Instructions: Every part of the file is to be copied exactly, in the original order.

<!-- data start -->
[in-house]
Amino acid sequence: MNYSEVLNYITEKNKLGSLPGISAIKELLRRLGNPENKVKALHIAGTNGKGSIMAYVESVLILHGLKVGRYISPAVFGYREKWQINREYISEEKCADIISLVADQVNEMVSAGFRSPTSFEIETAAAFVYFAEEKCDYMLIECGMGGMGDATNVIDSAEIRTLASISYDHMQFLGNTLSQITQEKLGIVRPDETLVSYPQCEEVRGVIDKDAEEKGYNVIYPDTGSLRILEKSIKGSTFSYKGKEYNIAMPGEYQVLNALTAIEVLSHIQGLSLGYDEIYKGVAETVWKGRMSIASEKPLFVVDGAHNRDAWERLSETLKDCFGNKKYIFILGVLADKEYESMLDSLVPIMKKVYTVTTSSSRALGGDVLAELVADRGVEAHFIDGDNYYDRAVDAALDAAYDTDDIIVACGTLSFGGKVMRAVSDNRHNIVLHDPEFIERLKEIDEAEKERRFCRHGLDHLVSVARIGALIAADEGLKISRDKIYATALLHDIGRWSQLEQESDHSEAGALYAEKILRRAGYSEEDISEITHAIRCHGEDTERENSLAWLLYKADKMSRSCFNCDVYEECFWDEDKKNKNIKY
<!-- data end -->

[in-house]
Amino acid sequence: MNYSEVLNYITEKNKLGSLPGISAIKELLRRLGNPENKVKALHIAGTNGKGSIMAYVESVLILHGLKVGRYISPAVFGYREKWQINREYISEEKCADIISLVADQVNEMVSAGFRSPTSFEIETAAAFVYFAEEKCDYMLIECGMGGMGDATNVIDSAEIRTLASISYDHMQFLGNTLSQITQEKLGIVRPDETLVSYPQCEEVRGVIDKDAEEKGYNVIYPDTGSLRILEKSIKGSTFSYKGKEYNIAMPGEYQVLNALTAIEVLSHIQGLSLGYDEIYKGVAETVWKGRMSIASEKPLFVVDGAHNRDAWERLSETLKDCFGNKKYIFILGVLADKEYESMLDSLVPIMKKVYTVTTSSSRALGGDVLAELVADRGVEAHFIDGDNYYDRAVDAALDAAYDTDDIIVACGTLSFGGKVMRAVSDNRHNIVLHDPEFIERLKEIDEAEKERRFCRHGLDHLVSVARIGALIAADEGLKISRDKIYATALLHDIGRWSQLEQESDHSEAGALYAEKILRRAGYSEEDISEITHAIRCHGEDTERENSLAWLLYKADKMSRSCFNCDVYEECFWDEDKKNKNIKY